Research News

VPA and history department examine how the New Deal was run

On May 3 and 4, the Vanderbilt Policy Accelerator for Political Economy and Regulation and the Vanderbilt University Department of History hosted “How the New Deal Was Run,” a conference about the implementation of the New Deal programs that transformed American life in the 1930s and beyond.

Led by Sarah Igo, the Andrew Jackson Chair in American History and dean of strategic initiatives for the College and Arts and Sciences, and Ganesh Sitaraman, the New York Alumni Chancellor’s Chair in Law at Vanderbilt Law School and director of VPA, more than 40 renowned historians of American politics, law, business and labor descended on Alumni Hall. Over two days, they discussed new scholarly work detailing the bureaucratic nitty-gritty of setting up and running New Deal programs ranging from the Social Security Administration to the Civilian Conservation Corps.

“Although the New Deal is one of the most studied topics in the history of the U.S. government, we know too little about how its array of new agencies got to work, and how state capacity grew—often very rapidly and with scarce resources,” Igo said. “We were fortunate to have such an exceptional group of scholars come to Vanderbilt to shed light on this critical question.”

Many answers were offered, surveying how officials found creative ways to fund and staff the programs, made use of pre-existing organizations in government and civil society, coordinated among executive departments and agencies, and made savvy use of public relations to market the programs to the American public.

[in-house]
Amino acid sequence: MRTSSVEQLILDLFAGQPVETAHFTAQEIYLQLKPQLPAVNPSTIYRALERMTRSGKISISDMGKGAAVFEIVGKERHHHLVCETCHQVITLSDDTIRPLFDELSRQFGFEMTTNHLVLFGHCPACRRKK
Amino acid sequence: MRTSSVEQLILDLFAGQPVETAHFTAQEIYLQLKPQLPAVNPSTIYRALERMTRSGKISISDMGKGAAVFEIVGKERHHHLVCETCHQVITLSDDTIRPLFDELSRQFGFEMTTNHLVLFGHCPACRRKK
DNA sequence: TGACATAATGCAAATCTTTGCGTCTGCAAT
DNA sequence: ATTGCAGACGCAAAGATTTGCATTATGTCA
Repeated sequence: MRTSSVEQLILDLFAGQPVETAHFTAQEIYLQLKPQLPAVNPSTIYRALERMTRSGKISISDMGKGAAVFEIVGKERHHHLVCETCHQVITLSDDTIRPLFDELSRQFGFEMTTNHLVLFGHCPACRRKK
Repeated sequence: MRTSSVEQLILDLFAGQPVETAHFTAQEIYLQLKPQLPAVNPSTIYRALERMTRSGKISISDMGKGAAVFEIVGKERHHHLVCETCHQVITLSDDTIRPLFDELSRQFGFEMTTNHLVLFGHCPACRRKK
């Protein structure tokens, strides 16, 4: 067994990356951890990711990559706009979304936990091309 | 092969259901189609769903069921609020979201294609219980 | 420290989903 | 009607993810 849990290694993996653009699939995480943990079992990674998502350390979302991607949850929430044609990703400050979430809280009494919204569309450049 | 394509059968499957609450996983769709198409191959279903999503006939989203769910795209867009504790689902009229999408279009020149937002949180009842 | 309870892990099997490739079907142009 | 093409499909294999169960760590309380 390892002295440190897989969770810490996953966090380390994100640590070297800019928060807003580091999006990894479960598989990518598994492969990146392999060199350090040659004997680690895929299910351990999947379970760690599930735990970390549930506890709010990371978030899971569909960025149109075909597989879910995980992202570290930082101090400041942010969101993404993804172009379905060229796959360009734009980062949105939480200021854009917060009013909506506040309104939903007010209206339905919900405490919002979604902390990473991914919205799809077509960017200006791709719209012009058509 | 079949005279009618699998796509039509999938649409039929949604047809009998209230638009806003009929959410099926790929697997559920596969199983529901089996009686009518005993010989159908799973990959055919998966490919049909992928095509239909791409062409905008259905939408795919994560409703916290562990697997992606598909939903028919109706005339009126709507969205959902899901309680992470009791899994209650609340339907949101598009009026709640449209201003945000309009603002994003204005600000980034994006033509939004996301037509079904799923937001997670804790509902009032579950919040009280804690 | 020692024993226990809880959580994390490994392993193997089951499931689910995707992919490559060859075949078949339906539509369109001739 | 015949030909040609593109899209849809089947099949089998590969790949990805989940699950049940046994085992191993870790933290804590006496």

Though focused on the past, the participants discussed the legacy of the New Deal with an eye on the present and future of American policymaking. Many noted the strong interest of policymakers in Washington in these questions, and hoped to use the opportunity to expand the popular imagination of how government can address big problems.

“Too often, people think that the federal government can’t do big things—and certainly not multiple big things all at once,” Sitaraman said. “Studying the bureaucratic machinery of the New Deal has lessons for how to implement bold policy programs today.”

The organizers intend to compile the papers presented at the conference—including ones on the Federal Art Project, the Rural Electrification Administration and the Works Progress Administration—into an edited volume.

“We are excited to continue this important conversation about the legacy of the New Deal and its implementation,” Sitaraman said. “In that conversation, we want to bring in not only academic historians and legal scholars, but also a broad public, including policymakers who are looking for new tools to address the major challenges our nation faces.”

The Vanderbilt Policy Accelerator for Political Economy and Regulation is part of Discovery Vanderbilt, a groundbreaking initiative to bolster innovative research and education at Vanderbilt. The mission of VPA is to swiftly develop and advance cutting-edge research, education and policy proposals at a pace that aligns with the urgency of today’s challenges.

To learn more, visit the Vanderbilt Policy Accelerator website.